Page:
Very early in my writing career, I realized that unless I did something about it, I could very easily spend the majority of my life locked alone in a room making squiggly black marks on a computer screen. When it came time to write my fourth book, I decided to go someplace new, experience something that a lot of people hadn’t experienced, and bring it home to a novel.
While studying cultural anthropology, years before at Ohio State, Id learned about groups of islanders in the Pacific who had formed whole religions around American bomber and transport pilots who had landed on their islands during World War II. Years later, anthropologists had gone to those islands and found altars built in the shape of airplanes, and natives waiting for the return of their pilot messiahs.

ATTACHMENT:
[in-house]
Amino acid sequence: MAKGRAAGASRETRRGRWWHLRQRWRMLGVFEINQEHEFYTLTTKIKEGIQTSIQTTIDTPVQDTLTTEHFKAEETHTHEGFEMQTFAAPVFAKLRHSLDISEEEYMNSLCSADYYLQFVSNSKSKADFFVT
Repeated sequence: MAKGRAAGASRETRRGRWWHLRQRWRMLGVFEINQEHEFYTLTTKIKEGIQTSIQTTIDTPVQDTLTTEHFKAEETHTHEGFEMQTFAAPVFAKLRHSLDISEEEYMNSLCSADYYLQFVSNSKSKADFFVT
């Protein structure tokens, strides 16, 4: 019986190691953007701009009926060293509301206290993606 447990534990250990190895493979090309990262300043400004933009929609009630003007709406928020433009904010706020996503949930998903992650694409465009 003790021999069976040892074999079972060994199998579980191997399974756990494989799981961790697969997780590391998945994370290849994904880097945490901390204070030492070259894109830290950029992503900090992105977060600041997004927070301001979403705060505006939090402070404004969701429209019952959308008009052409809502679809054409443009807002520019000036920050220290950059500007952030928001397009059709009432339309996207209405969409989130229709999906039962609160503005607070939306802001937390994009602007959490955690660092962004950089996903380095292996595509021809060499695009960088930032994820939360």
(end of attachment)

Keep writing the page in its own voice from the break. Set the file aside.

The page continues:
What if one of those pilots actually felt some responsibility toward the people who worshiped him? I thought. So off I went to Micronesia, a chain of literally thousands of islands that stretches for more than two thousand miles across the Pacific. (FYI: There was no real reason to have picked Micronesia as a setting, but when I used to wait tables, this guy would come into the restaurant-bar where I worked and talk about the weird stuff that happened to him on Truk and Yap, so that was were I went, thinking that weird might just work for me.)
As intended, it got me out of the office. After a couple of months in the islands living among natives and doing a lot of reading, I put together my own little religion, a reluctant messiah to carry the theme, and some sacred icons who didn’t know enough to keep quiet. It turned out to be quite an adventure.